You have to wonder what they thought in Tuscaloosa, Spartanburg and Chattanooga last week when it was reported that our President complained during his visit to Europe that German automakers were selling too many of their vehicles in the United States.
You have to wonder what they thought in Tuscaloosa, Spartanburg and Chattanooga last week when it was reported that our President complained during his visit to Europe that German automakers were selling too many of their vehicles in the United States, while American automakers sell very few of their vehicles in Germany.
Well, technically, General Motors did sell quite a few vehicles in German during its long ownership of Opel, and Ford not only has an assembly plant in Cologne, but recently reported that every other minute, someone somewhere in Europe — and that includes Germany — purchases a brand spanking new Ford Fiesta.
I’m not here to debate Mr. Trump’s opinions, but there are a couple of German automaker developments about which I am eager to share:
Aufrecht Mechler Großaspach
No, that is not some German law firm. But 50 years ago, Hans-Werner Aufrecht and Ehrard Melcher were engineers at Mercedes-Benz who were so interested in auto racing that they set up their own company, which they named after themselves and the town where Aufrecht was born.
Thus AMG, which four years after its founding as what we’d now call a “tuner” shop made its competitive debut with a 300 SEL 6.8 sedan-turned-race car that won its class and finished second overall in the 24-hour race at Spa-Francorchamps.
AMG would become the most successful brand in the German touring car series — ah, the 190 E! — and by 1993 was producing the C36 AMG model in collaboration with Mercedes, which by the end of the century had taken majority ownership in the company and in 2005 became a wholly owned subsidiary of Daimler AG, and since has turned out nearly 100,000 vehicles, including some extremely high-performance supercars.
Early on, AMG specialized in hot-rodding and then in creating entire high-performance engines, each of them assembled by hand, each by a single individual, who took so much pride in the work that he signed the engine when it was finished.
I learned this and more sometime in the early 1990s when I visited that AMG facility in Affalterbach. My recollection is that the visit was part of a visit staged to introduce American auto writers to the C36. Another thing I learned during that visit was that C-Class Mercedes were widely used as mundane taxi cabs in Germany. However, there was no yellow cab in the C36, a car that so impressed my publisher at AutoWeek magazine that he bought one.
Lunch with Porsche’s grandson
Another press junket to Germany. This time, to drive Volkswagen’s most fuel-efficient, and thus excruciatingly slow, car but also to ride around the company test track in one of its fastest creations. Enhancing that ride would be the fact that the driver would be VW’s chief executive Ferdinand Piech, who also happened to be the grandson of Ferdinand Porsche.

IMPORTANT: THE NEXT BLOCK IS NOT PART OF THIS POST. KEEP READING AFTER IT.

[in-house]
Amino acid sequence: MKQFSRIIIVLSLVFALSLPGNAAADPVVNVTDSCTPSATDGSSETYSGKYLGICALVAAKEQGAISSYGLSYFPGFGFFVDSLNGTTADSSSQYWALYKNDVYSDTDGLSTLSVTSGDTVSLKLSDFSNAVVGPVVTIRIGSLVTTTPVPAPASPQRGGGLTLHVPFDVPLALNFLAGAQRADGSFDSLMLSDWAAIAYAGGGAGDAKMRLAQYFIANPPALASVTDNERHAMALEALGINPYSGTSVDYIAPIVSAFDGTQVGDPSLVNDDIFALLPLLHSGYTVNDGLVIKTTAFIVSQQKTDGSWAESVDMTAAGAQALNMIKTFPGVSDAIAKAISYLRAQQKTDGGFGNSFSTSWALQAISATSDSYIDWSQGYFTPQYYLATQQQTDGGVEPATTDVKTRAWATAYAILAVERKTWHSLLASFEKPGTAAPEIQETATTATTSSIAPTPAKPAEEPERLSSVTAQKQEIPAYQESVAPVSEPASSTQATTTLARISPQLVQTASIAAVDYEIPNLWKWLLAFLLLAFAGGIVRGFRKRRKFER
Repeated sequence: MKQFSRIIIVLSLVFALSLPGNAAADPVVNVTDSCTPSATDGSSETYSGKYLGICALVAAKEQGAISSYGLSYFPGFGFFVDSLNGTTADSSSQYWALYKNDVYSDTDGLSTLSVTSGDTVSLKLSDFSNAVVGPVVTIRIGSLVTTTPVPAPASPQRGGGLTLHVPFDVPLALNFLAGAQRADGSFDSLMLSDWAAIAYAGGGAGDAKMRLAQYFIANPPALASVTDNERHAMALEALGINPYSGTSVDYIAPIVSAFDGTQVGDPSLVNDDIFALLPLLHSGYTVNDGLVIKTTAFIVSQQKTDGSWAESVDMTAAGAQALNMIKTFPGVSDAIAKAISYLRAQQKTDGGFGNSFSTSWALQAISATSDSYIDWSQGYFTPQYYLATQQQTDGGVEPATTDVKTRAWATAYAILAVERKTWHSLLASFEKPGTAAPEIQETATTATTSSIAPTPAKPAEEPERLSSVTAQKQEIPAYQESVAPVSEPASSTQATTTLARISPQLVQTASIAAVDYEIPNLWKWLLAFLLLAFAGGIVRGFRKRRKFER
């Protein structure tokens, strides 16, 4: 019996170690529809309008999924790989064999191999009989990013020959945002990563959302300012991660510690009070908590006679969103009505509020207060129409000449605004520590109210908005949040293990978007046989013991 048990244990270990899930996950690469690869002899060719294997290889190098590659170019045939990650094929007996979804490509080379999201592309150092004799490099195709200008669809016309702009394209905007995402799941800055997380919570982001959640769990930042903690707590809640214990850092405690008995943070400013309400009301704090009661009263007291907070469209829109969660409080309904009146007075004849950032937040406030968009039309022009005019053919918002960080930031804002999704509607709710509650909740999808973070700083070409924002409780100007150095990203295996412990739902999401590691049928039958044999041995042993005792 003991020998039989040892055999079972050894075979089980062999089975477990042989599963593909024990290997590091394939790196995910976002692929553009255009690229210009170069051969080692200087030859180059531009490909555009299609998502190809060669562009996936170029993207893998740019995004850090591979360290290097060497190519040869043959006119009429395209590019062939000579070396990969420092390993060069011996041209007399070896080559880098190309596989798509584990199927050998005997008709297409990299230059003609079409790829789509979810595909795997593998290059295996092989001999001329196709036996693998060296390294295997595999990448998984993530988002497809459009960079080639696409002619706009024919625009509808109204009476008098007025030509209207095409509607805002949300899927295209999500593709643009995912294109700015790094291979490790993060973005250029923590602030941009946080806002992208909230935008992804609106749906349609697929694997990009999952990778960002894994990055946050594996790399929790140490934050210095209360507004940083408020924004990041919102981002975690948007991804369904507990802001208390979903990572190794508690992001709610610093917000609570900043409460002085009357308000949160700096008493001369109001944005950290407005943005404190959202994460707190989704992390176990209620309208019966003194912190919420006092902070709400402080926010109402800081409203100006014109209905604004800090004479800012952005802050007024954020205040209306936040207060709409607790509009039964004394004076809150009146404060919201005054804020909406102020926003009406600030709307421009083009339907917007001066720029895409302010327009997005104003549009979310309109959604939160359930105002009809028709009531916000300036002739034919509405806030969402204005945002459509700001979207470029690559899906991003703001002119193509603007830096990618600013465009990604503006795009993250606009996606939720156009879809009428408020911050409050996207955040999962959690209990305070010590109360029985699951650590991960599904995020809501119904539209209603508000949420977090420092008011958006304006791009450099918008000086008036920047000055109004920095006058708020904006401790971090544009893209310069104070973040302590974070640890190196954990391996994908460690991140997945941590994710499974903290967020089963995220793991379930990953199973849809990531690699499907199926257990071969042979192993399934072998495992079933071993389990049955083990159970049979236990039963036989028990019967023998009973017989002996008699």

As you know, Piech was a genius engineer and a ruthlessly aggressive business executive who created some of Porsche’s most awesome racing machines, engineered quattro and built Audi into a global brand, brought VW back from the brink of bankruptcy and bought Bentley and Bugatti, among others. And then he was ousted recently as part of the VW diesel debacle.
But back to that day in Germany, when Piech was to park himself in the driver’s seat of the hopped-up VW and drive a succession of visiting journalists around the test track. The plan was that after the laps were finished, Piech would leave and we’d move inside for lunch.
At least that was the plan. For some reason, perhaps he was simply having a lot of fun, Piech followed us into the room where lunch was served. I was sitting alone at a table when I looked up and there was Piech, standing there with his food tray, and asking if he might join me.
Immediately, VW public relations staffers were scrambling, with one or two of them joining us and several other reporters, the reporters eager to chat with one of the world’s automotive icons, the PR folks fretting over what that icon might reveal.
I could hunt through back issues of AutoWeek to see what all he said as we ate. We did talk about cars, but I also seem to remember that we talked about our families and the sorts of things people chat about over lunch.
I’m sad to see a person, who just turned 80 and who had done so much in his professional life, being forced into retirement under such a dark cloud. Another lesson, perhaps, in lingering too long, something I saw often back in the days when I was a newspaper sports editor.
On the other hand, I cannot blame someone who likes what he or she does so much that they don’t want to walk away, ever.
Note to self: Remember the advice from that great philosopher, Kenny Rogers: “Know when to fold ‘em. Know when to walk away. And know when to run.”